When it comes to our relationship with God, one of the things that can often be under-emphasized is the notion that we are to fear God. Even as I say those words, many of us probably cringe at the idea that part of how we should relate to God is by fearing him. And yet, one of the key verses on Biblical wisdom reminds us that the fear of the Lord is the beginning of wisdom (Proverbs 10:9). Fear, it seems, plays a pretty important role in both how we relate to God and how we learn to live with wisdom in our lives.
So, the question I want to wrestle with today is, do we have a healthy fear of God?
We can learn a lot about a healthy fear of God by looking at the story of Jonah in Jonah 1:4–17.
These verses begin with God’s response to Jonah’s flight. For those of you familiar or not with the story of Jonah, let me catch you up real quick. God told Jonah to go to Nineveh, and Jonah said heck no and ran as far away from Nineveh as possible. And currently, we find Jonah in his flight aboard a ship. Ok, now we are caught up.
So, God responds by sending a great wind and a mighty storm such that it threatens to destroy the very ship that Jonah is on. We see that the context for the story is God’s mighty and powerful nature and intervention. This part of the story follows God’s activity focuses on the response and actions of two key characters, Jonah & the Sailors. Through their actions in the story, we are forced to wrestle with the question, who is it that truly fears God? The answer to this question in this passage might be a bit surprising to you.
This passage of Scripture shows us three characteristics of people who truly fear God.
1️⃣ People who seek God with their questions.
As God responds to Jonah’s defiance by bringing a storm to wake him from His spiritual malaise, we immediately recognize that Jonah has no interest in responding or seeking after God [v.5]. As chaos ensues around him and threatens the lives of others because of his spiritual rebellion, Jonah is so settled in his defiance that he is peacefully asleep. What is pictured here is someone without a healthy fear of God who thinks they know better than God and are so settled in their defiance that they are entirely ignorant of how their sin harms others around them.
While Jonah moves away from God, these sailors begin to initially move towards God in this first part of this passage [v.6]. First, they recognize that the storm is no ordinary storm, but there is a supernatural reality behind what they are facing. Their immediate response to this is fear.
One of the ways that we can recognize a reverent fear is by looking at our disposition towards God in the challenging moments of our life. The sailors here display for us where reverent fear begins. It begins by turning to God in prayer, seeking understanding, and asking questions to understand the deeper reality. On the other hand, Jonah shows us what a lack of fear entails, no prayer, no seeking, no desire to follow God’s will even when his life is on the line.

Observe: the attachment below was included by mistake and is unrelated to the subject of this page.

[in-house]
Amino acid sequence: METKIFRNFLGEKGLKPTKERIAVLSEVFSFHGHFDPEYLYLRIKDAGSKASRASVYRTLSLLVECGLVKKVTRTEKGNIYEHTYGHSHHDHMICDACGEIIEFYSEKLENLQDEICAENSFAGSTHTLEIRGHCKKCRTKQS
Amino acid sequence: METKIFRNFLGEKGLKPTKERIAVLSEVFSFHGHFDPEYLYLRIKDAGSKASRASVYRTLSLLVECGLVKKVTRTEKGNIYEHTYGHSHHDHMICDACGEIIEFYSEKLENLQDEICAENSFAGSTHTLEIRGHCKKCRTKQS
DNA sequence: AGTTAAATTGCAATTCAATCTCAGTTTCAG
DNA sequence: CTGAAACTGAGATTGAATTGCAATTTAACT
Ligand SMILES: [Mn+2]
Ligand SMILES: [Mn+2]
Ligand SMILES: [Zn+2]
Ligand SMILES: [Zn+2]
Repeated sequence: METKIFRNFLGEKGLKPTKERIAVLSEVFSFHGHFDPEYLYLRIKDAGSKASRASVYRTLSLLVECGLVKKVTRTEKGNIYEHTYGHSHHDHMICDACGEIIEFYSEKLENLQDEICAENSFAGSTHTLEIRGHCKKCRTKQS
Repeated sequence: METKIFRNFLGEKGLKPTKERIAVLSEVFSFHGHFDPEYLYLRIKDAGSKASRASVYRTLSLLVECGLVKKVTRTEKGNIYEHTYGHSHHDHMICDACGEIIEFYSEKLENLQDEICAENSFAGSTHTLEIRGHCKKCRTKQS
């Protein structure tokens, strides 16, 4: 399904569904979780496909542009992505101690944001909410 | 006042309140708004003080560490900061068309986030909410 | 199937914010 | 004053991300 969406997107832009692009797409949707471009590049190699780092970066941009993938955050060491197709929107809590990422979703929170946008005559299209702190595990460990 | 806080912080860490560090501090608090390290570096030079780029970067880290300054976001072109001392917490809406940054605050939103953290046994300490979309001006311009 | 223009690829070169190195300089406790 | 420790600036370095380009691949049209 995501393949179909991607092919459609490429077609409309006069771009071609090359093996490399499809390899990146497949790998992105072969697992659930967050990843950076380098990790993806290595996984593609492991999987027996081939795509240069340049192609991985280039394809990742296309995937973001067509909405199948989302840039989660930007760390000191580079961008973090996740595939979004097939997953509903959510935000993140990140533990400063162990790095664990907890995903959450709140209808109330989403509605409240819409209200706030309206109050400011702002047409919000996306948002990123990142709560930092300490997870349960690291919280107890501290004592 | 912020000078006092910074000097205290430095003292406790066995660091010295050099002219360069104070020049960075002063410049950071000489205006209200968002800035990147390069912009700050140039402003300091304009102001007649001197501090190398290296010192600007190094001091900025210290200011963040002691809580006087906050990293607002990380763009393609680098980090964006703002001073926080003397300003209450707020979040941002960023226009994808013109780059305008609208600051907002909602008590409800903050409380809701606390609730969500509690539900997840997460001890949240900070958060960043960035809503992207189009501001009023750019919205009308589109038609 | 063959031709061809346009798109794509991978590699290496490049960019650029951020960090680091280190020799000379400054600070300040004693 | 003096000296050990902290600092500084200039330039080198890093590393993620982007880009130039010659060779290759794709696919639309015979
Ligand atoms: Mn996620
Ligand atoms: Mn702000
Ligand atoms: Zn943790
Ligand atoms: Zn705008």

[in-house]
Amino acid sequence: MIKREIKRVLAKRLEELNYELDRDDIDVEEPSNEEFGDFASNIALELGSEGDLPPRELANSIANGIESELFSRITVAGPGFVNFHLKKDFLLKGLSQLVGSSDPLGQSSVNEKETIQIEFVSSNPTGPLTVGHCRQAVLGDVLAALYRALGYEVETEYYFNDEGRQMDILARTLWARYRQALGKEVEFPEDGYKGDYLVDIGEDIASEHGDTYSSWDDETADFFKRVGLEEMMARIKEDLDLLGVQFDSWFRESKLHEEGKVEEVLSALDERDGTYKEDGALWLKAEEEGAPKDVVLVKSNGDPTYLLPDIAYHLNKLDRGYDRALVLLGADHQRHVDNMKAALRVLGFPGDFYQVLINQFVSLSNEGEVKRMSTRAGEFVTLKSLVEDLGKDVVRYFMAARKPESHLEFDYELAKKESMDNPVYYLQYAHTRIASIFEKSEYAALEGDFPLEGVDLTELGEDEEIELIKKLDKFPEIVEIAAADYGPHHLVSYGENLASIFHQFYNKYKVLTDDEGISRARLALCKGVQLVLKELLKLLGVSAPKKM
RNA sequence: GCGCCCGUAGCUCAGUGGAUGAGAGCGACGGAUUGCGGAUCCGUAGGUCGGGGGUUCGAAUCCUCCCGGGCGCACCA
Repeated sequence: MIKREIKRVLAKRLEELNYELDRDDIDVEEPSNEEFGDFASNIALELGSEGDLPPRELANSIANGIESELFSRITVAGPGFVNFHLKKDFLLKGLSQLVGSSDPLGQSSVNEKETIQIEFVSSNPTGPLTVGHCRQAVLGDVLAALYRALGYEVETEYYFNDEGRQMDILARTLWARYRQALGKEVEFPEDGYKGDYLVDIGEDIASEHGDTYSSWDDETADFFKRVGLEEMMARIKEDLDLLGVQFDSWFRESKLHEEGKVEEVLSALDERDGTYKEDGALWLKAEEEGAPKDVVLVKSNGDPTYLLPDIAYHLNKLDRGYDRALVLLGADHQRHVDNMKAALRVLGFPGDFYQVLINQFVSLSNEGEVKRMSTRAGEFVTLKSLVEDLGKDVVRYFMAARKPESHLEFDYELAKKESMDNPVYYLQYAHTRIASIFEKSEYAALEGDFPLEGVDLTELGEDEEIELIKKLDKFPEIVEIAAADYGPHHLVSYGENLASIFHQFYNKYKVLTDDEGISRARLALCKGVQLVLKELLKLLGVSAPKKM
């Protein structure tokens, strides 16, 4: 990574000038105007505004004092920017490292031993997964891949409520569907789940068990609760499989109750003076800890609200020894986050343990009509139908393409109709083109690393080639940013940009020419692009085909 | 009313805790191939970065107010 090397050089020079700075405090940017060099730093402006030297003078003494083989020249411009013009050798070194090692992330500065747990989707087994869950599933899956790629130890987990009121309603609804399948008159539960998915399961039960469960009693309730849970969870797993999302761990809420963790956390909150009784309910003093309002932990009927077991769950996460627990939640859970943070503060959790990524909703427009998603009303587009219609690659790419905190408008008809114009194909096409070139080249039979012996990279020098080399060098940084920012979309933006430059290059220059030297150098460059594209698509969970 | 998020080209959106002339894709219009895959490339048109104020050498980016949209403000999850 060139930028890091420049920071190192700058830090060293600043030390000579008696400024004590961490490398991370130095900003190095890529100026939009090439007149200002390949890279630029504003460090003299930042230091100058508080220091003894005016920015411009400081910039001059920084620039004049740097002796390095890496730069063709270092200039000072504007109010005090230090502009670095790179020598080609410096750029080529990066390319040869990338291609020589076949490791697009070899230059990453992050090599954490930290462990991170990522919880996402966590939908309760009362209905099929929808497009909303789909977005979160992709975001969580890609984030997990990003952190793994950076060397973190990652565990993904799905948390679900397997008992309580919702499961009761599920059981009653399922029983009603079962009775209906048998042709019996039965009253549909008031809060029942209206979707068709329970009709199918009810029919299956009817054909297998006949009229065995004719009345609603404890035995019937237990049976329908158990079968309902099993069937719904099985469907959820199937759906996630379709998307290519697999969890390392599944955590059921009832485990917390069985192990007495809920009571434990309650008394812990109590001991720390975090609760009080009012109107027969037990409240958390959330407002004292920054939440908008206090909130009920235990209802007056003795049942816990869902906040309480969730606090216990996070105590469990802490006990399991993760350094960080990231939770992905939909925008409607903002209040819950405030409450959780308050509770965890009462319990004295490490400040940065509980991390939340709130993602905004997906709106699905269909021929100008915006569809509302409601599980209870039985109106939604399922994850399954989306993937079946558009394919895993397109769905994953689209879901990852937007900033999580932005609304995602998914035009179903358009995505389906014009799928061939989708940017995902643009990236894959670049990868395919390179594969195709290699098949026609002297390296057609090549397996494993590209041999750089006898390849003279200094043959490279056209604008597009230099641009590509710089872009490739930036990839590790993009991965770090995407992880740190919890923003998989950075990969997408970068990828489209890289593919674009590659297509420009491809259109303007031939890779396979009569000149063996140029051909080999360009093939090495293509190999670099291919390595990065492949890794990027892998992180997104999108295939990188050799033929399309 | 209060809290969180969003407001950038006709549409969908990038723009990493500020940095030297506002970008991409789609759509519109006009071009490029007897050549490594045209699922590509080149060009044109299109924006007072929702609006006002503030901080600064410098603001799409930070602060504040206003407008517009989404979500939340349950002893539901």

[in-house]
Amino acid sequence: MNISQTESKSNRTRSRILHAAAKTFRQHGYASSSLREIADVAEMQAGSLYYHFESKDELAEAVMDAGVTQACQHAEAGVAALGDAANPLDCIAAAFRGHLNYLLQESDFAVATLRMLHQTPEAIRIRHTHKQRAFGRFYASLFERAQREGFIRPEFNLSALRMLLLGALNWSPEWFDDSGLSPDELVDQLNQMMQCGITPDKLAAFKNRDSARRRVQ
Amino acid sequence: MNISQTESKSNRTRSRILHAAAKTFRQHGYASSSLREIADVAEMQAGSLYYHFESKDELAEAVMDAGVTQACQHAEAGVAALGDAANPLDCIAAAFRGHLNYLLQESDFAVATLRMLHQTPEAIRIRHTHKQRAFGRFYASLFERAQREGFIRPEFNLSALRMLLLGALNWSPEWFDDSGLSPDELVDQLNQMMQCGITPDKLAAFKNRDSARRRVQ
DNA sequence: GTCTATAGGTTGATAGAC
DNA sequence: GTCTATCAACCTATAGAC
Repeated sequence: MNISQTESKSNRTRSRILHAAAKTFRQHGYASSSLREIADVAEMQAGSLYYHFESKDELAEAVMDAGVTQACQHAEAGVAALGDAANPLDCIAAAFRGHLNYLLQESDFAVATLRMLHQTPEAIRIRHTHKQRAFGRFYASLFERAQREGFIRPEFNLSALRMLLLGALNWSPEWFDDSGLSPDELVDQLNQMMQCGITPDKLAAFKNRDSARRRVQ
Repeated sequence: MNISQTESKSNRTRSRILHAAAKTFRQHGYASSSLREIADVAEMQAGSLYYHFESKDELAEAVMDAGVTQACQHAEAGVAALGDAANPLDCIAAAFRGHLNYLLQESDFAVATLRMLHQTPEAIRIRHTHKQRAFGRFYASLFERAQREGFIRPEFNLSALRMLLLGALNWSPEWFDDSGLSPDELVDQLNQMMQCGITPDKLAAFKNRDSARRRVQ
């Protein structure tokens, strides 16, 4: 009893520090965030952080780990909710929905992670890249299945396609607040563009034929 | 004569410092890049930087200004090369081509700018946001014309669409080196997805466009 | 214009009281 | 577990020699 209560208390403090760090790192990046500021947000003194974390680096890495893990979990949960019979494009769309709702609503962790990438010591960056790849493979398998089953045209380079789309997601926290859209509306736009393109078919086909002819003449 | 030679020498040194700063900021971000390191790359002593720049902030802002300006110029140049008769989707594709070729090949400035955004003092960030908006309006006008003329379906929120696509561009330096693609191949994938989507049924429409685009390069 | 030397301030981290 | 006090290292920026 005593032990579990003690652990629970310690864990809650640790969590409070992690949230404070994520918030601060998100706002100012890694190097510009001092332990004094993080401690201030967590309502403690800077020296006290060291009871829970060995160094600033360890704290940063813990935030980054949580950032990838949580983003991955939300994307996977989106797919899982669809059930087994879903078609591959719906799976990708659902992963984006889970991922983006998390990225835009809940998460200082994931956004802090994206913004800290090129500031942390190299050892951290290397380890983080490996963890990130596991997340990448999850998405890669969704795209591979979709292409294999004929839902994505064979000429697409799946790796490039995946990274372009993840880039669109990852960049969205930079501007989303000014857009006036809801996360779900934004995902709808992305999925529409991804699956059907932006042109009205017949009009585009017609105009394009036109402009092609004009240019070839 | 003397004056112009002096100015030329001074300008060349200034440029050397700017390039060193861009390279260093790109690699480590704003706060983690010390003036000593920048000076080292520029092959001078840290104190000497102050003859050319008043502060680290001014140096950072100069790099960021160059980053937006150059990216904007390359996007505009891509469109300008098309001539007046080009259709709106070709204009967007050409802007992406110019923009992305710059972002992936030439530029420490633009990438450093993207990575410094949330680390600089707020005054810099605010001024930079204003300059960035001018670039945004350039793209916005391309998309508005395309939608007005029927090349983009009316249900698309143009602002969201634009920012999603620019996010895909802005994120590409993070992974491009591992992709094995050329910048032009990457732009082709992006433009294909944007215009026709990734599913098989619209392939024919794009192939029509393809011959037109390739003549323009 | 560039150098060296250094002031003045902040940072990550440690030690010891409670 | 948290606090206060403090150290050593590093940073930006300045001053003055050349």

2️⃣ People who call out to God in their struggle.
As the passage continues, we again find the sailors standing in contrast to Jonah. They exhibit a reverent fear that recognizes the sovereignty and power of God [see verses 9–14]. The difference between the sailors and Jonah forces us to ask how we respond to the struggle and challenges of life. When it seems like God isn’t working the way we think he should, or life seems like it’s against us, do we turn away from God in defiance, or do we cry out to him to intervene?
These questions force us to wrestle with whether we have the right view of God’s power and sovereignty. Do we have a reverent fear or awe of Him? We will cry out to God amid our struggles if we do.
3️⃣ People who respond to God with submissive worship.
As the passage concludes, Jonah is hurled into the sea, and immediately the storm ceases. But we also see something else, take a look:
So they picked up Jonah and hurled him into the sea, and the sea ceased from its raging. Then the men feared the LORD exceedingly, and they offered a sacrifice to the LORD and made vows. And the LORD appointed a great fish to swallow up Jonah. And Jonah was in the belly of the fish three days and three nights.
Here, the sailors show us what genuine worship looks like in response to God’s mighty acts. For worship is when we praise God with our lips, but we also praise him with our lives by living for Him. This integration of loving God and living for Him is the heart of true worship and a healthy fear of God.
Reverent fear is a healthy part of submissive faith. For when we see God for who he is as the sovereign and almighty God, and we recognize the salvation that he offers to each one of us through Jesus Christ, then we will respond by standing in awe of Him and offering our lives in worship. That is what it means to fear God.
A friend of mine says that the heart of worship is seeing God and responding with “Wow!” and “Thank you!” The “Wow” is us recognizing God for who he is, the “Thank You” is recognizing what He has done. “Wow” is reverent fear. “Thank you” is the submissive faith that receives what God has done for us in saving us in Christ Jesus. The journey of faith is where we continually seek to look to God and respond with lives that portray “Wow” & “Thank You!”